Tuesday, September 30, 2014

Langley's Chaberton Estate Winery rebrands - slightly

Photo: Chaberton winemaker Barbara Hall

A harvest of spectacular quality is underway in the largest and oldest Fraser Valley vineyard – the 40 plus acres behind Chaberton Estate Winery south of Langley.

The vineyard was planted in 1982 by Claude and Inge Violet. They planted only early-ripening white varietals like Siegerrebe, Madeleine Angevine  and Madeleine Sylvaner, all suited to this cool terroir. The winery’s red varietals have always come from sun-bathed vineyards in the south Okanagan.

The Violets emigrated from France in 1979. When they opened the winery in 1991, they named it Domaine de Chaberton for the farm that Claude (who had been a wine grower and wine merchant) had owned in France.

The winery was purchased in 2004 by Vancouver lawyer Eugene Kwan and Hong Kong businessman Anthony Cheng. With the wines released within the past year, they quietly dropped “Domaine de” from the labels.

Retaining Chaberton indicates that the owners value continuity in a brand that sells about 40,000 cases a year. They also have maintained the bistro started by the Violets. This is one of the most popular and best country restaurants in the Fraser Valley.

However, Eugene and Anthony have also made some key changes, including the hiring in 2011 of Barbara Hall, a rising star among Okanagan winemakers. Dr. Elias Phiniotis, the consulting winemaker here since 1990, continues to offer some consulting services but Barbara was promoted to chief winemaker in 2013.

Born in Ontario, she acquired her passion for wine as a sommelier in Whistler. “I would go home after serving wine at Araxi’s,” she recalls “and I would research the wines that I had just sold: where they were from, areas where they were grown, everything that I could get to know about them.”

To learn winemaking, she moved to the Okanagan in 2002. She enrolled in studies at Okanagan University College, subsequently transferring to the University of British Columba for a degree in biochemistry. She supported her studies with a succession of jobs in the wine industry. That including vineyard work at Quails’ Gate Estate Winery, sorting table work during the crush at Mission Hill and retail work at Discover Wines, a VQA store in Kelowna.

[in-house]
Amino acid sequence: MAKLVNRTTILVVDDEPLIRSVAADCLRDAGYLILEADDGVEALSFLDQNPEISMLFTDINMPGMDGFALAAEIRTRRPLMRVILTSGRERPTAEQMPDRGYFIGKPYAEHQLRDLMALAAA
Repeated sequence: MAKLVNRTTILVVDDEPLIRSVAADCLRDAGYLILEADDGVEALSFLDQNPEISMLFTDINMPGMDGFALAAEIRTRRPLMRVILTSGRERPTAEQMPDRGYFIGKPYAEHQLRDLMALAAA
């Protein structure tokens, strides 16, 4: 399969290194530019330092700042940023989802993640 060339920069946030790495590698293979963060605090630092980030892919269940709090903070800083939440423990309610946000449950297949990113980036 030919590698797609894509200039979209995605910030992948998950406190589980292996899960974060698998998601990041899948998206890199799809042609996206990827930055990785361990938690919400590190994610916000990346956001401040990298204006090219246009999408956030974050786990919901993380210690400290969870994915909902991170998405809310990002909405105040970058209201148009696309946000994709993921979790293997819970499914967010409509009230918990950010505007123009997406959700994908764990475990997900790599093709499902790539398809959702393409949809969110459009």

In 2006, she went back to Quails’ Gate where Grant Stanley, the winemaker then, put her to work in the laboratory. He also assigned her to participate in a research project on wild yeast strains in Pinot Noir fermentation. The work, which helped her graduate, has been continued by several Okanagan winemakers and by academics at UBC Okanagan.

“One of the reasons I went to university to become a winemaker is I saw what kind of a winemaker I wanted to be and I knew that would require a science degree,” Barbara says. “With biochemistry, I understand a plant’s needs to survive and produce seeds; I see a fermenting yeast’s needs to stay alive. We are putting them under conditions they are not used to. I see things metabolically rather than just chemically sometimes.”

After graduating in 2009, she worked the crush that year at Red Rooster Winery, took time off to go to Chile and came back to the Okanagan. While working at Volcanic Hills, she learned that a winemaking job was open at Chaberton.

“When I came for my interview, I first went to the wine shop to try the wine,” Barbara says. “I did not want to work at a place where I didn’t like the wines. I tasted some of the wines. At that time, they had the 2006 Canoe Cove Shiraz on the shelf. I recognized there was an international palate behind the wine. It stood out.”

Her interview with Anthony Cheng led to a six-month contract that evolved to a permanent post. Shortly after, Anthony involved her in a blending project for a premium red modelled on Cheval Blanc, his favourite Bordeaux red. Those limited wines, all from the 2008, have since been released under the AC label.

“2008 was a fantastic year,” Barbara says. “We will work toward making AC wines from newer vintages. For wines like that, you have to organize your barrel program and source the fruit for it. That is just part of the journey. It is good that something like that has started to emerge after eight years” [under the new owners].

Chaberton is not the most modern of wineries but Barbara, after 10 years of “crawling around vineyards,” has never been happier.

“I think you have to have a sense of pride in what you do,” she says. “It was really important when I got here and I saw that sense of pride of everyone that was working here; and a sense of family among everyone working here.”